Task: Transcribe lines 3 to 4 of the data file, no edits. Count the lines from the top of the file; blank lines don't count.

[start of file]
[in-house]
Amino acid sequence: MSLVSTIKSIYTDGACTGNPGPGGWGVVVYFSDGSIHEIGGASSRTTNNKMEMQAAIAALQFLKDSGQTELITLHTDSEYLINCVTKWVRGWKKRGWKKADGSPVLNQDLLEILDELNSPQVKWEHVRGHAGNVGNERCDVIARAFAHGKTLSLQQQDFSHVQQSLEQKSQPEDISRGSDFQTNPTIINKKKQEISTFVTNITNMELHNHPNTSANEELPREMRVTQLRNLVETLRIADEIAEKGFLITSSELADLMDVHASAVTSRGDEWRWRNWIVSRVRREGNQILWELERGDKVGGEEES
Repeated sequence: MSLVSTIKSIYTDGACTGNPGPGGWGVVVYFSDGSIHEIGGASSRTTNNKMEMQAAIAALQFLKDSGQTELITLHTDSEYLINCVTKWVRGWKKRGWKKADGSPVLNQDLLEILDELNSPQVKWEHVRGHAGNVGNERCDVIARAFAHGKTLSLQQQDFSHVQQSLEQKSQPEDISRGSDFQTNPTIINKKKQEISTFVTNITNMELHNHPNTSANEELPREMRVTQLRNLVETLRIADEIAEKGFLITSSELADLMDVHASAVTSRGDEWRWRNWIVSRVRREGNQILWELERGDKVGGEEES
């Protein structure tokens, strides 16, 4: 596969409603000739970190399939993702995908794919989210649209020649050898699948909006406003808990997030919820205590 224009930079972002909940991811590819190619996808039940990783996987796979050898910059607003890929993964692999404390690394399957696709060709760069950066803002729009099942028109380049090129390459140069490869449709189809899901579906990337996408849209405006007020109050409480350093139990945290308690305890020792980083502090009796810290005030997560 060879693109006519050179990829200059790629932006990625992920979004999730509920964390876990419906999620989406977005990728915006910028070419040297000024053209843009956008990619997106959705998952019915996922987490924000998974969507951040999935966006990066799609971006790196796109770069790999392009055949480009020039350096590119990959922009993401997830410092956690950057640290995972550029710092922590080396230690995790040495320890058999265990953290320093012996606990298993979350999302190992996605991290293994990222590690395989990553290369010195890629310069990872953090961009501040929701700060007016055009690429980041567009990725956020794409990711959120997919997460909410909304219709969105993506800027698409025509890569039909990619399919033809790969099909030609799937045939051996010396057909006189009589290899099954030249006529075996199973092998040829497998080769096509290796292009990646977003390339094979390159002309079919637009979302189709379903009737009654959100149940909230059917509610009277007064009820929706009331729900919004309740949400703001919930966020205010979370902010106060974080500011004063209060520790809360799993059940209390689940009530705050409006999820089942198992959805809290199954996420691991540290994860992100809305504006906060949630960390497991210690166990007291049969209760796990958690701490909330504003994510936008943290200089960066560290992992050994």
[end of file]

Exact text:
Repeated sequence: MSLVSTIKSIYTDGACTGNPGPGGWGVVVYFSDGSIHEIGGASSRTTNNKMEMQAAIAALQFLKDSGQTELITLHTDSEYLINCVTKWVRGWKKRGWKKADGSPVLNQDLLEILDELNSPQVKWEHVRGHAGNVGNERCDVIARAFAHGKTLSLQQQDFSHVQQSLEQKSQPEDISRGSDFQTNPTIINKKKQEISTFVTNITNMELHNHPNTSANEELPREMRVTQLRNLVETLRIADEIAEKGFLITSSELADLMDVHASAVTSRGDEWRWRNWIVSRVRREGNQILWELERGDKVGGEEES
């Protein structure tokens, strides 16, 4: 596969409603000739970190399939993702995908794919989210649209020649050898699948909006406003808990997030919820205590 224009930079972002909940991811590819190619996808039940990783996987796979050898910059607003890929993964692999404390690394399957696709060709760069950066803002729009099942028109380049090129390459140069490869449709189809899901579906990337996408849209405006007020109050409480350093139990945290308690305890020792980083502090009796810290005030997560 060879693109006519050179990829200059790629932006990625992920979004999730509920964390876990419906999620989406977005990728915006910028070419040297000024053209843009956008990619997106959705998952019915996922987490924000998974969507951040999935966006990066799609971006790196796109770069790999392009055949480009020039350096590119990959922009993401997830410092956690950057640290995972550029710092922590080396230690995790040495320890058999265990953290320093012996606990298993979350999302190992996605991290293994990222590690395989990553290369010195890629310069990872953090961009501040929701700060007016055009690429980041567009990725956020794409990711959120997919997460909410909304219709969105993506800027698409025509890569039909990619399919033809790969099909030609799937045939051996010396057909006189009589290899099954030249006529075996199973092998040829497998080769096509290796292009990646977003390339094979390159002309079919637009979302189709379903009737009654959100149940909230059917509610009277007064009820929706009331729900919004309740949400703001919930966020205010979370902010106060974080500011004063209060520790809360799993059940209390689940009530705050409006999820089942198992959805809290199954996420691991540290994860992100809305504006906060949630960390497991210690166990007291049969209760796990958690701490909330504003994510936008943290200089960066560290992992050994």